Just weeks after completing a study on distracted driving a University of Wisconsin professor said he was dangerously distracted while trying to switch his CD player from Adele to Bruce Springsteen.

“I was seduced at the moment by technology,” John Lee told the National Transportation Safety Board on Tuesday.

The NTSB began a daylong exploration about the risks posed by technology — old, new and still on the horizon — while behind the wheel.

The NTSB last year called for a ban on cellphone use while driving, putting it a step beyond the U.S. Department of Transportation and Transportation Secretary Ray LaHood, who has led a national crusade against distracted driving.

The National Highway Traffic Safety Administration says 5,474 people died and 448,000 were injured in 2009 in crashes where distraction was involved.

“It’s clear that we don’t need another decade of investigations and recommendations,” NTSB Chairman Deborah A.P. Hersman said, opening the hearing with a call to action.

She said Chapel Hill, N.C., on Monday approved a complete ban on cellphone use while driving.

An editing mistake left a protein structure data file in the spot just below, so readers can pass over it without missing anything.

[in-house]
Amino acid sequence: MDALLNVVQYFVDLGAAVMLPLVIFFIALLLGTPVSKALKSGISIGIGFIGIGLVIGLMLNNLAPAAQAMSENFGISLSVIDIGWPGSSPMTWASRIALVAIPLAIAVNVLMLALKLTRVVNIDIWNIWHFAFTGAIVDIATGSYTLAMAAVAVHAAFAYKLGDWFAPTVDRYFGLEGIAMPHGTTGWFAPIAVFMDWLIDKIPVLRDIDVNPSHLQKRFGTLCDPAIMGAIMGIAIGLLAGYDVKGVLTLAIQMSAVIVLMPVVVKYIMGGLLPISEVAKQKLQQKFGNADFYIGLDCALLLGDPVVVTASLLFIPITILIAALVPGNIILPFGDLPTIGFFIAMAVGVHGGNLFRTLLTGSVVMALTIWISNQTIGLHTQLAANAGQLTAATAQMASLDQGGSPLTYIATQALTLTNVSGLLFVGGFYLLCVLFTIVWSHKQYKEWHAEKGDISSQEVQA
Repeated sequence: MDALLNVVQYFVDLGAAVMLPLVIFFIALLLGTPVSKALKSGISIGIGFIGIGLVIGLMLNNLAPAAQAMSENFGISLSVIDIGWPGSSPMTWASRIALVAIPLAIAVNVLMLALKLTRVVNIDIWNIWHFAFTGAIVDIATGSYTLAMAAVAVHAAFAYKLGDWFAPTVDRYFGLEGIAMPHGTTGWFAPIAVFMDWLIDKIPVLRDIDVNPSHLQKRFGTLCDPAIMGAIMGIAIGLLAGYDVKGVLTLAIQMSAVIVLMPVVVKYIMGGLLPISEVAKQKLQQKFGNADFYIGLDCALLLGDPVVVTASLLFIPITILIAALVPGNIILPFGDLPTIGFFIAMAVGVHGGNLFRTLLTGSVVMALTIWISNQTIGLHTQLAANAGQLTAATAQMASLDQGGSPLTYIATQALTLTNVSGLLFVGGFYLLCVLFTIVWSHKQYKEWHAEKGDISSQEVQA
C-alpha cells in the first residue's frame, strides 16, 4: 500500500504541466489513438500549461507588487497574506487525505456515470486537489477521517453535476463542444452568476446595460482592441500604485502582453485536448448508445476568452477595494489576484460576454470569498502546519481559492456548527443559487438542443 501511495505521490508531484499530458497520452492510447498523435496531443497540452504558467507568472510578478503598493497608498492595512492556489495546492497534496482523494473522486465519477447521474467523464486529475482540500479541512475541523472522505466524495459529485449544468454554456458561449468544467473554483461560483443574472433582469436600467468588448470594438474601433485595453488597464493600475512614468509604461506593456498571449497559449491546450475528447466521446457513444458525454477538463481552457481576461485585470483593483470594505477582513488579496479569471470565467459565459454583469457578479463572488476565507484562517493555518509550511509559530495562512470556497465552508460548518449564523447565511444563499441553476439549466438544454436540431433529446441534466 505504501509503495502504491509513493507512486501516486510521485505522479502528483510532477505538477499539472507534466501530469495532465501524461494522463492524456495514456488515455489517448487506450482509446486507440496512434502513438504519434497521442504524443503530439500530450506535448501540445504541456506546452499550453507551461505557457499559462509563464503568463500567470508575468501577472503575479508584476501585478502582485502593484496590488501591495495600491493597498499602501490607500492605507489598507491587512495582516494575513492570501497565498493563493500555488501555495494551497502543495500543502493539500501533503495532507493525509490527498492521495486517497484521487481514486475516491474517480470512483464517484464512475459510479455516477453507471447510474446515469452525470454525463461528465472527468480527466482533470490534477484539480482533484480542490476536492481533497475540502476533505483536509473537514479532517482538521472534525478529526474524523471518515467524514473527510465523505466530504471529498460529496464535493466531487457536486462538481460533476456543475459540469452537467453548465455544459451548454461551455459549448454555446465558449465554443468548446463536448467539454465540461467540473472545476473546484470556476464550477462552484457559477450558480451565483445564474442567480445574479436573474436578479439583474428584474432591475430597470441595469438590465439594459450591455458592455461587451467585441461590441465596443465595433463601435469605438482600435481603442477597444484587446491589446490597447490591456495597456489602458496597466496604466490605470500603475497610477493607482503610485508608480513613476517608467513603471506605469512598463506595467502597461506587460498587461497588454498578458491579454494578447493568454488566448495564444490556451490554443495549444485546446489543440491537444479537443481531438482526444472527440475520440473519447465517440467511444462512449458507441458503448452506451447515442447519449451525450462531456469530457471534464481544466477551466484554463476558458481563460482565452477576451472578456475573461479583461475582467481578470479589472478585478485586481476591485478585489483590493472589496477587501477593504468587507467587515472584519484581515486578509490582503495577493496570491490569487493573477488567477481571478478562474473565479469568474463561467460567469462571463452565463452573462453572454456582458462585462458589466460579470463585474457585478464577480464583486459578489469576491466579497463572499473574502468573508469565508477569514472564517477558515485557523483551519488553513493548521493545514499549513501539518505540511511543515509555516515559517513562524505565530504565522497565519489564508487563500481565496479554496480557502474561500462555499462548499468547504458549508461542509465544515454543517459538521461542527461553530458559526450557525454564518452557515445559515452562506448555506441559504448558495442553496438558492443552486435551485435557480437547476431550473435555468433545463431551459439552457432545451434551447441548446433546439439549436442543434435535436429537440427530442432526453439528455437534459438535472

While 35 states and the District prohibit drivers from text messaging, and nine states and the District ban hand-held cellphones, no state has banned all cellphone use.

“To my knowledge, Chapel Hill is the first [local government] with an overall cell phone ban,” said Jonathan Adkins of the Governors Highway Safety Association.

Though there are a vast array of distractions over which drivers have no control, Anne McCartt of the Insurance Institute for Highway Safety said cellphone use and text messaging pose a high risk “because they expect a response.”

Citing seat belt use as an example, McCartt cautioned that educating drivers isn’t enough to change behavior.

She said crash avoidance technology now being introduced in some vehicles may help, but it also may lull drivers into a false sense of security.

Donald Fisher, a University of Massachusetts professor, said novice drivers are 16 times more likely to take a “dangerous glance” away from the road.”

“We ought to quickly move to banning cellphone use in work zones and school zones,” Fisher said.

NTSB board member Mark Rosekind cited research that underscored the risk of distractions.

“Multi-tasking is a misconception,” he said. “We all think we can do it, but we can’t.”

The NTSB is an independent federal safety agency which makes recommendations to Congress and the White House but has no regulatory or law making authority.